"Consumers were saying, `Who needs a new car company?' so we spent a lot of time developing positioning of good, affordable, quality transportation and consumers took the hook," says Mr. Macedo.
Mr. Macedo joined the U.S. import upstart of the South Korean carmaker in 1993.
In early 1994, Kia started selling the little-known brand's Sephia small car in the West. Its Sportage sport-utility vehicle arrived in 1995, and the rollout has marched into the South and East.
Kia's U.S. sales rose from 24,740 in 1995 to 55,325 last year with the two models. The launch formula developed by Mr. Macedo with agency Goldberg Moser O'Neill, San Francisco, remains the staple selling point for Kia: A teaser TV spot hits two weeks before Kia enters a new market showing a monster terrorizing a city. Pre-launch radio spots report sightings of the monster, called Gorgo, at Kia dealerships. Newspaper ads break on specific launch days-always a Thursday to drive weekend traffic.
The launch is followed by humorous TV spots combining brand and product by spoofing Kia's actual 200,000-mile endurance drives, plus tests with rental fleets and college students. About 90% of Kia's media mix is TV. Kia's tag since '94: "It's about time everyone had a well-made car."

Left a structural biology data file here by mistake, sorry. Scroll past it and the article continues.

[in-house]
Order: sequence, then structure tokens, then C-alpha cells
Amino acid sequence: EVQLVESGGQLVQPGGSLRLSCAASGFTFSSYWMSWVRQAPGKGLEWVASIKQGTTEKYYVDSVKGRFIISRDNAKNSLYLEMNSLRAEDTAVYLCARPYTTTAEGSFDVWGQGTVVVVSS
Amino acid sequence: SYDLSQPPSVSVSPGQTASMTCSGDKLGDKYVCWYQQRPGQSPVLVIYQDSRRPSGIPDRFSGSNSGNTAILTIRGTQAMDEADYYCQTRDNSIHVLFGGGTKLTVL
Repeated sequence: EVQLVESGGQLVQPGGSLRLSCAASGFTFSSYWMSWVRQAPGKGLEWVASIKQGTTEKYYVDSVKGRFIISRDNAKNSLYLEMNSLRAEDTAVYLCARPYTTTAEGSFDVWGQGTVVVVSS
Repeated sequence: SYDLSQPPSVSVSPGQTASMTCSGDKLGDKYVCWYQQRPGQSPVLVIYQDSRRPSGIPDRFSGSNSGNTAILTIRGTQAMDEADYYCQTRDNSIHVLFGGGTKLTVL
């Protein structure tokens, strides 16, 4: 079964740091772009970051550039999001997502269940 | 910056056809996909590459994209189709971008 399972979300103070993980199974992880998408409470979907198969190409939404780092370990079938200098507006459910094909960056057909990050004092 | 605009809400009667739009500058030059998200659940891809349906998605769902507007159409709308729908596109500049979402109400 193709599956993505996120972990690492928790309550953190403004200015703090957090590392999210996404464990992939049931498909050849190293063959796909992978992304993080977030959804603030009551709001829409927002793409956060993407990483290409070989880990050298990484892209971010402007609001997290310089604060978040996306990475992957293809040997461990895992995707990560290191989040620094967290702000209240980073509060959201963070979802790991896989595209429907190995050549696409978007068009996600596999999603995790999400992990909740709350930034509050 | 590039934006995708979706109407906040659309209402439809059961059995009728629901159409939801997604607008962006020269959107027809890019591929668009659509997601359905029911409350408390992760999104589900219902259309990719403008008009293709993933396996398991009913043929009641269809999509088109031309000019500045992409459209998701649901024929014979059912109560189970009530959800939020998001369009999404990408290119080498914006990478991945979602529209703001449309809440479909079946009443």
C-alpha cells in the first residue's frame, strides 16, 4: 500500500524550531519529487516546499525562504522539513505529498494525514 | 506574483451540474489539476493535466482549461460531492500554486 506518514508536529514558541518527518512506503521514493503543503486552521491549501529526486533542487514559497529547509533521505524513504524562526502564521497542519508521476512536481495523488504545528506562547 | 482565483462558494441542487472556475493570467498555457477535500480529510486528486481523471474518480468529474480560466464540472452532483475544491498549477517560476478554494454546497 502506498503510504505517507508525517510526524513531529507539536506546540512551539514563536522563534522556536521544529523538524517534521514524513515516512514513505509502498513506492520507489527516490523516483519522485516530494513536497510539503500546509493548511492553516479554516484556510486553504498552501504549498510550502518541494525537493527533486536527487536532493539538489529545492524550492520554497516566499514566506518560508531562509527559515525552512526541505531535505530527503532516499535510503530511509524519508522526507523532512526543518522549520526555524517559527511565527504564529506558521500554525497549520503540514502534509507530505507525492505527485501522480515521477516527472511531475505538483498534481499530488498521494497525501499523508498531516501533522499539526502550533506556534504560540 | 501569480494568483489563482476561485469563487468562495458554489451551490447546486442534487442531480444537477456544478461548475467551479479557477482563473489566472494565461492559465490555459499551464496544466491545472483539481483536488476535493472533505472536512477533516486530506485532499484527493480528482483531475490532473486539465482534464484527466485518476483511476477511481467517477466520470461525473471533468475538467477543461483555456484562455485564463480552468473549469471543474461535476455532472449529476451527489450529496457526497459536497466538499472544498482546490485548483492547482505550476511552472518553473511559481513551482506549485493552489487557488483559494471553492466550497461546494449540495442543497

Kia spent nearly $39 million in measured media in 1997 vs. $26.2 million in '96, according to Competitive Media Reporting. Mr. Macedo expects '98 spending to double.
The timing of the small Sportage sport ute "was almost perfect," says Mr. Macedo. "There was demand at the small end and we got the jump on the market."
This year, Kia is opening in the Midwest. Its slow-but-steady drive should be done this summer, despite its parent's economic woes at home. Kia expects to have 500 dealers by year's end, up from 350 at the start of '98.
Kia wants to reach 100,000 in U.S. sales this year. A Sportage two-door convertible model is expected to arrive this summer.